by Jessica Candelaria Lipsey
Over 10 million people have a mental health disorder and substance use disorder combined (2005). Recognizing the link between addiction and co-occurring disorders is important for many reasons, but when we acknowledge this link as a professional – whether it be a counselor, nurse, doctor, attorney etc. – it allows us to develop a cohesive system of care for this person.
It is not uncommon to have a mental health disorder in conjunction with addiction. Symptoms of depression, anxiety, mood disorders, PTSD, and more are seen often with substance abuse. However, when we are talking about co-occurring disorders, we are not just referring to mental health symptoms – we are also finding solutions for people who might be homeless, HIV positive, or have a history of criminal charges.
When we think of the term co-occurring disorders we can think about treating the whole person and connecting them with multiple resources in the community. This all enables the person to further achieve sobriety.
Why can’t we just help the person get sober? Doesn’t that solve the issue in itself? That is the FIRST major step. Treatment programs that solely focus on the addiction aspect are missing a vital contributor to the person’s addiction. For instance, let’s say a person struggles with depression from a very young age. Then, as an older adult they discover alcohol; it fills the void but gets out of control and eventually becomes a problem over time.
Once a person stops drinking, the deep, empty feelings of depression return and intensify without something to numb it. They are not sure how to cope with these uncomfortable feelings and they even want to drink again. This is where treating that mental health symptom is crucial. Without the resources and new tools to deal with these self-destructive thoughts, the person may be at risk of relapse.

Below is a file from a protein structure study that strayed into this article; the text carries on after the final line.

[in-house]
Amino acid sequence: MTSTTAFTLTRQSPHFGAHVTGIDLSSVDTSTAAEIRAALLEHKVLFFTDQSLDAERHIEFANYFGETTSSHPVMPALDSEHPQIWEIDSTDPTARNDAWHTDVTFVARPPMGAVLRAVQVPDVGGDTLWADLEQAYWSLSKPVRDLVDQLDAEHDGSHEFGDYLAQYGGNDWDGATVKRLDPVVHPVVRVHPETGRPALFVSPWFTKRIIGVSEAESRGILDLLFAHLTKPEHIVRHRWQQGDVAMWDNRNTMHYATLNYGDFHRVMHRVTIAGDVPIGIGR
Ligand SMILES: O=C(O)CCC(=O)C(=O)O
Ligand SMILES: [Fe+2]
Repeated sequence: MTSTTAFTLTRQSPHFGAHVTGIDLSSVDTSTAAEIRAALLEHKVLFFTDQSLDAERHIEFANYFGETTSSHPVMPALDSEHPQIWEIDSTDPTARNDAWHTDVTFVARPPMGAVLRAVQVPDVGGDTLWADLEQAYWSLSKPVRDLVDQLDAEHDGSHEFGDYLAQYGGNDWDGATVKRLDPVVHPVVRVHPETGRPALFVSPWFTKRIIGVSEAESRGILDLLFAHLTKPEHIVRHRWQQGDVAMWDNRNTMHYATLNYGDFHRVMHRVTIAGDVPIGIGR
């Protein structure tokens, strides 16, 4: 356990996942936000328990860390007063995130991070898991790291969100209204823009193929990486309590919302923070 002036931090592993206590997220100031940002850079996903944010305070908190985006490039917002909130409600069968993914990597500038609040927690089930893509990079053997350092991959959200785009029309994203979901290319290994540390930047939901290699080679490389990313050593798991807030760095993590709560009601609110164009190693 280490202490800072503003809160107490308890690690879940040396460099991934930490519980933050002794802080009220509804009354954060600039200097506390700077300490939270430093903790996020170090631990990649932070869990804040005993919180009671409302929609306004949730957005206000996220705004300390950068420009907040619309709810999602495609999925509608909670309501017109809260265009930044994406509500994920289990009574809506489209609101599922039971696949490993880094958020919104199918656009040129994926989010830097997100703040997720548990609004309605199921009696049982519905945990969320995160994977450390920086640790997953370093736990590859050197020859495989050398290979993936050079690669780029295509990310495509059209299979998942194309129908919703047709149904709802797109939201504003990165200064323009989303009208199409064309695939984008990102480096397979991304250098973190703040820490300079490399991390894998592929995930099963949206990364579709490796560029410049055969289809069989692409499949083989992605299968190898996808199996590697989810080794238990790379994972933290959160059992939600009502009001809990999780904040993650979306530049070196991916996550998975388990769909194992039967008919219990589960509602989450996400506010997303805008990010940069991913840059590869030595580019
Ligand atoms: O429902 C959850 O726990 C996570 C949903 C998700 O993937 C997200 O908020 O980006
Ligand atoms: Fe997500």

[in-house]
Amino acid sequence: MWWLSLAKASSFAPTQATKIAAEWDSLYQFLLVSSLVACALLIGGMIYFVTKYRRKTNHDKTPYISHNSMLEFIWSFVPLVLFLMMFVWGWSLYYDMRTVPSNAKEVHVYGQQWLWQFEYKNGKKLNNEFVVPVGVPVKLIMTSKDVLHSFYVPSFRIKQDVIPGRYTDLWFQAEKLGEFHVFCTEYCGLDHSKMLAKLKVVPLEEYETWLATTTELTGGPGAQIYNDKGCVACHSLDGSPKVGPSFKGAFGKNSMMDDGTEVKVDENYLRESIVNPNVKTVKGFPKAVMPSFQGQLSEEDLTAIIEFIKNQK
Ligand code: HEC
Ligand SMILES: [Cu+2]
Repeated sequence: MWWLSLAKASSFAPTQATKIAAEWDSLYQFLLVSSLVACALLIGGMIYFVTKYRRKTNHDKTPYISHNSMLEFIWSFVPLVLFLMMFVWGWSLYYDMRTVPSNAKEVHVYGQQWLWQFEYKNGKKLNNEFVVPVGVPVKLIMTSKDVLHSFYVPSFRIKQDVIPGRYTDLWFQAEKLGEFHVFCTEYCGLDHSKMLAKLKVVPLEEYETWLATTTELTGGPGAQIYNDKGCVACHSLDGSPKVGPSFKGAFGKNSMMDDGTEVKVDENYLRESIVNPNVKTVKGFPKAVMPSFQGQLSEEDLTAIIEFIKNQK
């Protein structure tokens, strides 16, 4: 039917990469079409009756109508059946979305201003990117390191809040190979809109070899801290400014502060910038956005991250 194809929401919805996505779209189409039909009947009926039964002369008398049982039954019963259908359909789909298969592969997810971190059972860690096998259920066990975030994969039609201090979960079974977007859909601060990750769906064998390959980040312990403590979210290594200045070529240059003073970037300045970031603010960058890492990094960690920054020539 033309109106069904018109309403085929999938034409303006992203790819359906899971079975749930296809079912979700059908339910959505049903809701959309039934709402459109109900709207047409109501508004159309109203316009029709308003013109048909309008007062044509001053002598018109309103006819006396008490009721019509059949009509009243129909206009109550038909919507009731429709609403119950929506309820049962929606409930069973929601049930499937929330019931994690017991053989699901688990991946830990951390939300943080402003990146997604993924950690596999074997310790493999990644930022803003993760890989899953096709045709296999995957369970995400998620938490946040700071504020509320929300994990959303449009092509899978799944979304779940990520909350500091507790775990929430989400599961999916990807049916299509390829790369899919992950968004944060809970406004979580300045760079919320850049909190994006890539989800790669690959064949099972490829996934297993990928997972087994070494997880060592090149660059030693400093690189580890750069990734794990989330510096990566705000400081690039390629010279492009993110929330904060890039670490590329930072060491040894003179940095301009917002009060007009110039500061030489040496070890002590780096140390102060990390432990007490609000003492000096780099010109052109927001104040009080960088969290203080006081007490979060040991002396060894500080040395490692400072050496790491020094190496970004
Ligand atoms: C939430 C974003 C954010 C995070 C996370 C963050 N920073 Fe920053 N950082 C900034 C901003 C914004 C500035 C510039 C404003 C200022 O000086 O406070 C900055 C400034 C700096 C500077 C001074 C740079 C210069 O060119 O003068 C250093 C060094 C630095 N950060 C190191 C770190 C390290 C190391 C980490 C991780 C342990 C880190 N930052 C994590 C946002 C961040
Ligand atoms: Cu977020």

Addiction researchers refer to the need for “integrated” treatment for individuals with COD. This model of treatment finds it efficient for professionals from different disciplines to work in conjunction together. For instance, a psychiatrist, nurse, mental health counselor, and social worker all work in collaboration to best treat a client’s COD. Research has found that using this approach leads to a lower relapse rate in treatment centers when services were provided onsite.
Counselors can use the integrative COD model in multiple different settings. In the private sector and with the client’s signed consent, the clinician can collaborate with health care professionals working on behalf of the client, in order to make sure mental health symptoms are being addressed efficiently. In residential settings, health care professionals with different areas of expertise staff each case to ensure quality care.
According to The Office of National Drug Control Policy, “the fastest and most cost-effective way to reduce the demand of illicit drugs is to treat chronic drug use… these individuals need COD services.” Numerous studies show us over and over again that treating the whole person reduces the likelihood of relapse, increases a person’s chance of obtaining long term recovery, and ultimately saves lives.
If you or a loved one is struggling with substance abuse and/or mental health struggles, call Life Counseling Solutions today at 407-622-1770. Make an appointment or set up a free 15-minute consult with our expert counselors. You do not need to suffer and struggle alone.
Center for Substance Abuse Treatment. Substance Abuse Treatment for Persons With Co-Occurring Disorders. Treatment Improvement Protocol (TIP) Series 42. HHS Publication No. (SMA) 08-3992. Rockville, MD: Substance Abuse and Mental Health Services Administration, 2005.